View from the Pew
American sees wisdom in Muslim faith
With hot days ahead, refusing even a drop of water for more than 12 hours between dawn and dusk seems an extreme religious observance.
"It's not a time of hardship. It's all about balance," said Warren Kundis, who will join other Muslims in the monthlong Ramadan observance that begins Thursday.
It is a time to put aside physical pleasures and focus on the spiritual self. Observant Muslims refrain from eating, drinking, smoking and sex. They also attempt to abstain from arguing, gossiping and criticizing others. It is one of the five basic tenets of Islam.
For Kundis, 52, it is his fifth Ramadan. His fast will be curtailed because of illness, but the month will be a time of study and reflection. "I am constantly trying to learn the subtleties of this religion."
He is one of a minority of American converts who attend the Manoa mosque beside people who grew up in Islamic tradition. He describes himself as someone "raised in a Catholic household, traveled as a military brat, disillusioned in a hotel career" whose return to college led to discovery and faith.
"I took Eastern philosophy, came to understand values and principles. ... I sucked it up like a sponge," said Kundis. "In a world literature course, we read the Quran as literature. By then my mind was open and receptive. I was reading meticulously to prepare to write a report. It was so powerful to me, so evocative. It was speaking to me personally."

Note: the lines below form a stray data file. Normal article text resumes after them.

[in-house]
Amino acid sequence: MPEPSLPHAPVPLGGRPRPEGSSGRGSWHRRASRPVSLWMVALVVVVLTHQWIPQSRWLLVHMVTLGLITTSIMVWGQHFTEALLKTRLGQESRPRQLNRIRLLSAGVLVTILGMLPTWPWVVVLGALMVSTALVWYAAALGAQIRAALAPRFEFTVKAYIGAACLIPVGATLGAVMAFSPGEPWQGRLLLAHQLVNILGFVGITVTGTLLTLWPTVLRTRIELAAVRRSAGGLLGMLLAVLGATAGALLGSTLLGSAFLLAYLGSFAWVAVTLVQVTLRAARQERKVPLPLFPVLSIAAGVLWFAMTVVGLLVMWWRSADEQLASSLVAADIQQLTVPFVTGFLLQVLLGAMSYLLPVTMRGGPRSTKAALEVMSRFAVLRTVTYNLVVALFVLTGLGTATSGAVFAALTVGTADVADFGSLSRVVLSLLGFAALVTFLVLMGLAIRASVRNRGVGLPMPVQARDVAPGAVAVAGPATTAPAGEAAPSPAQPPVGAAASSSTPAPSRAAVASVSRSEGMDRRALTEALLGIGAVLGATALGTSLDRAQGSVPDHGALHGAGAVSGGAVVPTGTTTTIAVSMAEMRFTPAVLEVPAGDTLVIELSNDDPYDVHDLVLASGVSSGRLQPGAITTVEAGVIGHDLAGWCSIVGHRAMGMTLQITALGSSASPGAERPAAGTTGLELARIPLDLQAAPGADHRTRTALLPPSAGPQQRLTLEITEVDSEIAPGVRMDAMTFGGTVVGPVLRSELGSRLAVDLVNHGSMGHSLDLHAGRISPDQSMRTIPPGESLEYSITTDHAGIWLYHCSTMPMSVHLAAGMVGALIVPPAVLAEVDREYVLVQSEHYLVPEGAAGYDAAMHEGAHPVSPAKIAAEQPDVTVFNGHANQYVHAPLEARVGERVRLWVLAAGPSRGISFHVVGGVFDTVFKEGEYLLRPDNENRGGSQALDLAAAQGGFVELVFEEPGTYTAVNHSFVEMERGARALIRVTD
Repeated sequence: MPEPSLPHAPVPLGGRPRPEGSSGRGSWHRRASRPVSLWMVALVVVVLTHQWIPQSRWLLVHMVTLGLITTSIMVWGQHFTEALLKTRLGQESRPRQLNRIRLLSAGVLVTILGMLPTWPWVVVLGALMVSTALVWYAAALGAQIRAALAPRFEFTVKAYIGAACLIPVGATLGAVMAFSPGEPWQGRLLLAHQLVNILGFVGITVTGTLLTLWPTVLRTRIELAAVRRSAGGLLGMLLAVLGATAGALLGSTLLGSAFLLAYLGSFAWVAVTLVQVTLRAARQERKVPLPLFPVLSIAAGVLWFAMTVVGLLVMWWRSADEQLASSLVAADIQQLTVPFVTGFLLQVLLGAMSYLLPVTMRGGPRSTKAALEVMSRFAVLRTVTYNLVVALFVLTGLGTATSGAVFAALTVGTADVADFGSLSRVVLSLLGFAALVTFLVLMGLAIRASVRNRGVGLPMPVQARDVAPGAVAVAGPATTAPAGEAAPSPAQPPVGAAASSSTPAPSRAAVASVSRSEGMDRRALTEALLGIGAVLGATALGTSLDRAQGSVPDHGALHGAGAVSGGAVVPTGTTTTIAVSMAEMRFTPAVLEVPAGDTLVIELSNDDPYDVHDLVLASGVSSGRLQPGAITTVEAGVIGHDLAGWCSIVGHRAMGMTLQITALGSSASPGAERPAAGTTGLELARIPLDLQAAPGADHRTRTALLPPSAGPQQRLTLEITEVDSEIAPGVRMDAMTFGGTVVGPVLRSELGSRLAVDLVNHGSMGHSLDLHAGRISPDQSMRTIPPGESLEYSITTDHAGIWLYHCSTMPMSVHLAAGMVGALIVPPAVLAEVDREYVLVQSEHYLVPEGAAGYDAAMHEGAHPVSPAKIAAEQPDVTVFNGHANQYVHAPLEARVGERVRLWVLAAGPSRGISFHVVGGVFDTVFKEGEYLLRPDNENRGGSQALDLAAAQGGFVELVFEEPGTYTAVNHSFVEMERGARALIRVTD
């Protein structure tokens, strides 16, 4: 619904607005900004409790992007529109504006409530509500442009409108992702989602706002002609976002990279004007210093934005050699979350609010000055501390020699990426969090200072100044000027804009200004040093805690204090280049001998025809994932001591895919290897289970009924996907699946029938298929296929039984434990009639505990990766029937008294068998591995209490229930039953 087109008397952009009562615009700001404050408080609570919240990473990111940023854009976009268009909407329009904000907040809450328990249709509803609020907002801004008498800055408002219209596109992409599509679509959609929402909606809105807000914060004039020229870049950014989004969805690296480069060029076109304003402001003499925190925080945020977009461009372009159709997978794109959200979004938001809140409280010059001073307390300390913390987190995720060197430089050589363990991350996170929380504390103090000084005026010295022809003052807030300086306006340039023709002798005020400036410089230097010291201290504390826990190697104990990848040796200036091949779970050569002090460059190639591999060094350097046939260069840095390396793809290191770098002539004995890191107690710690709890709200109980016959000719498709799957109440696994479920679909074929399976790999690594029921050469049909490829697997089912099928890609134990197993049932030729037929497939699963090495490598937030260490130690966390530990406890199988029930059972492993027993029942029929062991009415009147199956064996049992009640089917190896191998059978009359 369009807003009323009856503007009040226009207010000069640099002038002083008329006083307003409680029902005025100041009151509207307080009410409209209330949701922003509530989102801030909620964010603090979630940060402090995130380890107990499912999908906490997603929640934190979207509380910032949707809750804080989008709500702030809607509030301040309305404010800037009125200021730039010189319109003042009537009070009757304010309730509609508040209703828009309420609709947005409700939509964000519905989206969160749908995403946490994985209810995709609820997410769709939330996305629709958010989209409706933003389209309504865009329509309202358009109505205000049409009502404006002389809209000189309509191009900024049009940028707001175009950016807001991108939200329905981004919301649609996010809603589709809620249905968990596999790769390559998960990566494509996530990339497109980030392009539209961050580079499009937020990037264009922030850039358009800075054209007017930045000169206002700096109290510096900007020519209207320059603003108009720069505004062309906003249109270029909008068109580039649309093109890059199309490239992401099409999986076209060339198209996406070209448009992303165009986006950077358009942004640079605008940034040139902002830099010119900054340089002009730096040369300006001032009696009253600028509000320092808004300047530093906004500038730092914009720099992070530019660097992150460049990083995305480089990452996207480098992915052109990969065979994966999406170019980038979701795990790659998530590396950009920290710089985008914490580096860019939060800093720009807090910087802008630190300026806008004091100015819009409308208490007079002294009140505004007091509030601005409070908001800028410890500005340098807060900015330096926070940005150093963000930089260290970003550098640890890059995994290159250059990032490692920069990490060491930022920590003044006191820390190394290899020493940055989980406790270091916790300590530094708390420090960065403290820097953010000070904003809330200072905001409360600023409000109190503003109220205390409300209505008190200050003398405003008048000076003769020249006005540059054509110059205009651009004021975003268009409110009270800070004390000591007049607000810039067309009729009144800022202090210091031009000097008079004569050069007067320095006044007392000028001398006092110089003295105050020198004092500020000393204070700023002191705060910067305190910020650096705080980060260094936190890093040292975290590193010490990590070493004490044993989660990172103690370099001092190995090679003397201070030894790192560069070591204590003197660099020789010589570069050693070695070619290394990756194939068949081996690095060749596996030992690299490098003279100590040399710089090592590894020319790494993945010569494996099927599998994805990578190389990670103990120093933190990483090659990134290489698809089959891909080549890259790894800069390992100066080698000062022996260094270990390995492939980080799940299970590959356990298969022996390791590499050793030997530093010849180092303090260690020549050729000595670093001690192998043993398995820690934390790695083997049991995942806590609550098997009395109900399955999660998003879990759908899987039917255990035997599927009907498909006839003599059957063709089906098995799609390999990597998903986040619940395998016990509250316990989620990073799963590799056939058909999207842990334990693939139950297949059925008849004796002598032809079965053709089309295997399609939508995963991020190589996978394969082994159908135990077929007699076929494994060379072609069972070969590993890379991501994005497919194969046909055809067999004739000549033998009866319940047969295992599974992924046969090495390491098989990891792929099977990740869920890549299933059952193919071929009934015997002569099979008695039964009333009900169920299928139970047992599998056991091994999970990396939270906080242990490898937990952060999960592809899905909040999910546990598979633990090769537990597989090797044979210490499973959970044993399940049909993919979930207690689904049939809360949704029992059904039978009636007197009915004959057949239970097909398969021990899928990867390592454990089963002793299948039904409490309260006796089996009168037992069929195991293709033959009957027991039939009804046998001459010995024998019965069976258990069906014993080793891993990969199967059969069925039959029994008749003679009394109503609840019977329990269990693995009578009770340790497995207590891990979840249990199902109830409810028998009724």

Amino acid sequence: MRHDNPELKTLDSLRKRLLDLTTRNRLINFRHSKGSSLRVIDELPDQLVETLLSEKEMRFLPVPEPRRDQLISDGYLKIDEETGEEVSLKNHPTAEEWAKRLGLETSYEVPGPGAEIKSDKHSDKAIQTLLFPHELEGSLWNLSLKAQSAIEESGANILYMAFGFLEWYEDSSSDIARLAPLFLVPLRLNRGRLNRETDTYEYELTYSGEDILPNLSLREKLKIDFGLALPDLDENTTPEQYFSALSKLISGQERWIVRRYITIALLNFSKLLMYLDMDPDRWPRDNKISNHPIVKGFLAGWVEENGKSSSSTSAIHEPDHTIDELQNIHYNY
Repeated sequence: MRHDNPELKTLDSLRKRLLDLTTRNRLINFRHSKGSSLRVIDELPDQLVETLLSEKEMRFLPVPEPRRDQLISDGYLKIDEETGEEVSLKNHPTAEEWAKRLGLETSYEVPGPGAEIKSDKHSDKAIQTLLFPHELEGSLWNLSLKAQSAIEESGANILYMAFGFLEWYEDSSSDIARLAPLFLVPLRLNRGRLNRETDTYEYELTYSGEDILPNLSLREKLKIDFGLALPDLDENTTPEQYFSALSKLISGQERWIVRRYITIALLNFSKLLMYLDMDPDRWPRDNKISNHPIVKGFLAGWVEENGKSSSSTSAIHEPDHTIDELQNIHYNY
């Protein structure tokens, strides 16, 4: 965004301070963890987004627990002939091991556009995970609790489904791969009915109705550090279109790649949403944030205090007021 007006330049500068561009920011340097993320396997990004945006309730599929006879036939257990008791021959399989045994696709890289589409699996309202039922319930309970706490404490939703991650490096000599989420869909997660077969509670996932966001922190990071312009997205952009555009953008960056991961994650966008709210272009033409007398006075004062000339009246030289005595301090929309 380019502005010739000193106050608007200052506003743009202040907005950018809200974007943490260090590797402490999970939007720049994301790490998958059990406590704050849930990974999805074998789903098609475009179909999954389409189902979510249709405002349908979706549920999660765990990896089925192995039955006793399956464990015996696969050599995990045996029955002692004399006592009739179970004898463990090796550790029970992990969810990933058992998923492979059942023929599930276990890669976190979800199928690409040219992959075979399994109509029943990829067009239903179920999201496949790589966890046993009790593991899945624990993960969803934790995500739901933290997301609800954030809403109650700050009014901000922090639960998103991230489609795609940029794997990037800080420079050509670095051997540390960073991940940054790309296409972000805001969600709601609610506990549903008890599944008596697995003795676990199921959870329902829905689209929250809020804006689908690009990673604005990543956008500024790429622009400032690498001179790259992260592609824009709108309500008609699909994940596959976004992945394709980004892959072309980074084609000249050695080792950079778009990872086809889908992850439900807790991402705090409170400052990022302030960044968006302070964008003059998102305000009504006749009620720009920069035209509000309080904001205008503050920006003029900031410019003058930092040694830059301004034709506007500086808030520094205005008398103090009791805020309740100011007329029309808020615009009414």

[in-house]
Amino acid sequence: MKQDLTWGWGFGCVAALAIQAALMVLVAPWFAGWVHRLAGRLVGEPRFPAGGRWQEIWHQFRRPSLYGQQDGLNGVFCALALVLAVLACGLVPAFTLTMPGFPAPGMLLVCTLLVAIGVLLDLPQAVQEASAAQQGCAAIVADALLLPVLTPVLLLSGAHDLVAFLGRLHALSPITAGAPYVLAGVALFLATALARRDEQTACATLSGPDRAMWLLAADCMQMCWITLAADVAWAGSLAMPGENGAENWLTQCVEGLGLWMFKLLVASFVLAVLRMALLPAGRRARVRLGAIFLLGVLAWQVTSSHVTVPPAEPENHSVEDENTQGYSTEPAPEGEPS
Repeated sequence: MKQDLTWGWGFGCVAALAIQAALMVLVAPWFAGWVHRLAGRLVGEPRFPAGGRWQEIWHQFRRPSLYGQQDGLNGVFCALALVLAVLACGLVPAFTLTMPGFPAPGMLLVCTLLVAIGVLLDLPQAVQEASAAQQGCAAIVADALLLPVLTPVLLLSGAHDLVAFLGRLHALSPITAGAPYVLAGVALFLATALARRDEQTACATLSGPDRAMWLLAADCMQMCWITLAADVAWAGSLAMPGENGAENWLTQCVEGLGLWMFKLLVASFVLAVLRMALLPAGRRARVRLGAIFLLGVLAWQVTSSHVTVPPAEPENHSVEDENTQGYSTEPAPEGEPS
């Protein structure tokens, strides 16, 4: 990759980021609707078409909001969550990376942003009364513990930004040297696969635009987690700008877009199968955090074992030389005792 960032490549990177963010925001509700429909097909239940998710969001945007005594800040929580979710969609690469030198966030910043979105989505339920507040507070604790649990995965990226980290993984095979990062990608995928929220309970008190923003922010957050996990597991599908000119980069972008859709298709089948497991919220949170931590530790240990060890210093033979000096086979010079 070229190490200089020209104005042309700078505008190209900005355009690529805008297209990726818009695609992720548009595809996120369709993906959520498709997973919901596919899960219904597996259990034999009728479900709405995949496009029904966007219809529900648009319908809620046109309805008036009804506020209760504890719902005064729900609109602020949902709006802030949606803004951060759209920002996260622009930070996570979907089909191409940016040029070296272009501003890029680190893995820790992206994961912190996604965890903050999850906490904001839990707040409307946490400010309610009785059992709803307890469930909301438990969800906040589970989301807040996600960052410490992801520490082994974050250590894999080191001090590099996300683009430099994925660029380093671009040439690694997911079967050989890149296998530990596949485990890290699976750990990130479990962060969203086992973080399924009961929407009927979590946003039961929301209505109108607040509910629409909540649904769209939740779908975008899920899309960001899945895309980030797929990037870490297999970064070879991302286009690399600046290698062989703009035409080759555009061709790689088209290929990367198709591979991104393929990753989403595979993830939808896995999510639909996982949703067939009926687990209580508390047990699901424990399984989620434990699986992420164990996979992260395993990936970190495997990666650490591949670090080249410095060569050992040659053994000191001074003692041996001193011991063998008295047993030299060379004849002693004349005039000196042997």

A professor's willingness to answer questions led Kundis to explore Islam and eventually to visit the mosque and make a declaration of belief that Allah is the one God and Muhammad was his prophet.
Kundis is one of the best-known Muslims in town, probably because he is American. He is comfortable talking about his beliefs and articulate in explaining and comparing Islamic beliefs and practices in a context outsiders can grasp. He has talked about the Islamic perspective on public television and is invited to speak each year at Ramadan to a Leeward Community College communications class.
"I don't shy away from controversial issues," said Kundis, who displays his religion with a hennaed beard and a "kufi," skullcap. An avid anti-war advocate, he can be seen on the line whenever Not in Our Name rallies at a public curbside. He carried a Palestinian flag in a Friends of Sabeel protest on the June anniversary of Israel's acquisition of Gaza and West Bank territory in the 1967 Six Day War. He wore a sign naming his mother's Mexican ancestors at a demonstration supporting immigrants' rights. He was instrumental in the Interfaith Alliance of Hawaii's support of Army 1st Lt. Ehren Watada, who refused to deploy to Iraq.
"It's an article of my faith that a Muslim should always try to right injustice with his or her hands. When that cannot be done, we must speak out against it."
He said he gets the response "Why are you doing this?" from his Islamic brothers, some of whom maintain a low profile in these times. "Some of them come from repressive regimes and are not used to speaking out. I respect them. Nobody ever told me to stop."